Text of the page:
Environmental Ergonomics and Postural Job Analysis on Handcrafting Process of a Small-Scale Jewelry Enterprise

Hazel A. Caparas

Bulacan State University, Bulacan, Philippines

Email: hazel.caparas@bulsu.edu.ph

Received 11 February 2020; Accepted 07 May 2020; Publication 15 June 2020

Abstract

The Philippine Jewelry Industry has a great potential on contributing to the economic development. Large deposit of gold, abundant reserve of precious stones and cheap skilled labor of Filipino artisans are some of the country’s resources which are essential elements for jewelry making. A dying breed of artistry for the craft poses a high threat to the number of Filipino jewelry makers. Hence, a task analysis intends to help the industry by identifying ergonomic risk factors in the working environment of a typical small-scale jewelry enterprise. It focuses on the traditional ways of jewelry making mainly by handheld tools. Various physical and environmental methods are consolidated to detect risk factors which may potentially lead to occupational disorders. Data analysis plan consists of comparative assessment of actual measurements and acceptable levels for environmental variables. Also, descriptive statistics is used to interpret the results of environmental ergonomics and postural job analysis. The result shows high proportion of non-conformance in illumination and thermal condition of the workplace. The sitting postures of the workers are deviated from neutral working positions. Also, bodydiscomforts are commonly experienced in neck, shoulder, upper back and arm regions. Moreover, recommendations are established to introduce an ergonomically designed workplace.

Keywords: Environmental ergonomics, postural job analysis, jewelry making, plateros, manu-manoor.

1 Introduction

The Philippines is known to its abundant gold deposits and precious stones such as opal, jasper, quartz, tektite, Zambales and Mindoro jade, garnet, epidote, jadeite, blue and green schist. These rich natural resources lead to the emergence of a profitable trade in the country, the jewelry industry. In the Philippine context, a jewelry enterprise is defined as businesses engaged in manufacturing and commercializing any types of jewelry. The industry is made up of fine jewelry sectors and costume jewelry sectors. Jewelry items typically undergo processes such as cutting, shaping, refining, forming, polishing and stone setting. The traditional means of jewelry making mainly by hand and tools is locally known as Manu-manoor while artisans are commonly called Plateros. Accompanied by rich natural resources, Filipino artisans are well-known for their expertise in producing fine and costume jewelry by merely using tools controlled by hand. The availability of cheap but skilled labor resource in the country gives competitive advantage to the manufacturing sectors most especially for products with high expert labor content [1].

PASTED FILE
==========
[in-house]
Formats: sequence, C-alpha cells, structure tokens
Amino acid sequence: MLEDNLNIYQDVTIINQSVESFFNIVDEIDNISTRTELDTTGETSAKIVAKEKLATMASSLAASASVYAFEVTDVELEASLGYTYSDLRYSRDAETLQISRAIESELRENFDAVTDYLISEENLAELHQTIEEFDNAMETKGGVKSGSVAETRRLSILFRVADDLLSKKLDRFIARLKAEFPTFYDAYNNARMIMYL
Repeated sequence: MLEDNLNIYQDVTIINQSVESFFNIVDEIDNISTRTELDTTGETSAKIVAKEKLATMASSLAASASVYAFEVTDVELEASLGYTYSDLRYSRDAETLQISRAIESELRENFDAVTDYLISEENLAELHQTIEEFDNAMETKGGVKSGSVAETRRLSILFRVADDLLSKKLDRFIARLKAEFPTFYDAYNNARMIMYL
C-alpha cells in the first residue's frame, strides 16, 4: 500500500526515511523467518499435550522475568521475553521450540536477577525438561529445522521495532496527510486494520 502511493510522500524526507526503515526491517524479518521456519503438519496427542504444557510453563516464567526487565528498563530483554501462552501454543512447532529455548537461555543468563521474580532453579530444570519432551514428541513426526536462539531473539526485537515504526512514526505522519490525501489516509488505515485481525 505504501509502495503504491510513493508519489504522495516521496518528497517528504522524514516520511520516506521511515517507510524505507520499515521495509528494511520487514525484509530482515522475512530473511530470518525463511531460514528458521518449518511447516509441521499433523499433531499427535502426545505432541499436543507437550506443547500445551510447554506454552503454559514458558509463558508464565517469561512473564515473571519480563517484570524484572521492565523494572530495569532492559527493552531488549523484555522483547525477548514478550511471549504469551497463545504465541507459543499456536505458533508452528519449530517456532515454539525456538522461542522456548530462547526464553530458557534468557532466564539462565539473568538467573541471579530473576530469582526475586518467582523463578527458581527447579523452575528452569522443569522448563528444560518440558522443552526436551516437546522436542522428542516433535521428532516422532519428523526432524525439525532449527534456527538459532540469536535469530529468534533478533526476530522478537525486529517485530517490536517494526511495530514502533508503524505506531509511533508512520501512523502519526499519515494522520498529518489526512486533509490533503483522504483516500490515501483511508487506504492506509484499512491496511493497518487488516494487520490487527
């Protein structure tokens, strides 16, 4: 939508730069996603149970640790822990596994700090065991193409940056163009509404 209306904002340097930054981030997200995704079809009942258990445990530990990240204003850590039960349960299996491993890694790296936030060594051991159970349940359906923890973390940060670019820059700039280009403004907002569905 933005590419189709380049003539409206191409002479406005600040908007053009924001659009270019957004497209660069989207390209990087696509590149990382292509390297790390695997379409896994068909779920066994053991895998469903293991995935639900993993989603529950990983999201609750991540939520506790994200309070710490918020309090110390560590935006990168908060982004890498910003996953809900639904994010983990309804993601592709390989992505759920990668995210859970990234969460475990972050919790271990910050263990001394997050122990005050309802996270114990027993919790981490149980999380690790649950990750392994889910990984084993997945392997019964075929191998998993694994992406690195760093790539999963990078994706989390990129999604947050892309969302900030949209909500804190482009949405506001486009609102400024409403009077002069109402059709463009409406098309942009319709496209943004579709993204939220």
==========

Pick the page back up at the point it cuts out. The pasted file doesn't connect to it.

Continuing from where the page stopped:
Enterprises engaged in processing of precious stones and raw materials are viewed to contribute to the national development of the country [2]. Manufacturers of jewelry in the Philippines are mostly small enterprises which until now performing traditional ways of jewelry making. As reported in “Profile and Taxation of the Philippine Jewelry Industry” of NTRC Tax Research Journal (2013), there are approximately 10,000 cottage-type firms with marginal investment on technological tools and equipment [3]. Most of these firms are located in provinces like Bulacan, Benguet, Manila, Cebu, Davao and Caraga Region.

Small-scale jewelry enterprises are largely concentrated in Meycauayan, Bulacan. The Meycauayan Jewelry Industry Association (MJIA) reports that 12% jewelry manufacturers in the province are medium to large scale firms as reported in Province of Bulacan website in 2012. Jewelry makers are normally paid on a piece-rate basis. In addition, jewelry making industry can absorb less educated workers and pay them reasonable income. Depending on the expertise level, a jewelry maker can earn a Php700.00 to Php1, 500.00 per day [1].

Despite the emergence of jewelry industry in the country, a dying breed of artistry for the craft poses a great threat to the resource of expert Filipino jewelry makers. Younger generation prefers high-status jobs thus discontinuing the craft passed by their fathers. Moreover, the nature of work practices and environmental conditions are probable contributing factors in ceasing the artistry. As reported on National Profile on Occupational Safety and Health for the Philippines (2006), less than 10% of 32.4million workers benefit from effective occupational safety and health programs [4]. This proportion is generally occupied by medium to large scale businesses. Thus, it manifests that workplaces in jewelry industry which belongs to informal sectors have inadequate occupational safety and health conditions.

There are recorded numbers of workers exposed to hazardous risks at their respective workplaces. These risks eventually lead to occupational diseases and disorders which affect workers performance. Based on International Labour Organization (ILO) in 2013, an occupational disease is defined as illness acquired from exposure to risk factors present in workplace [5].

Ergonomics is a scientific discipline which primarily focuses on analysing the interactions among human and structure’s elements in order to optimize well-being and overall systems performance [6]. It aims to modify the work environment so as to minimize risk exposure and safeguard occupational safety and health.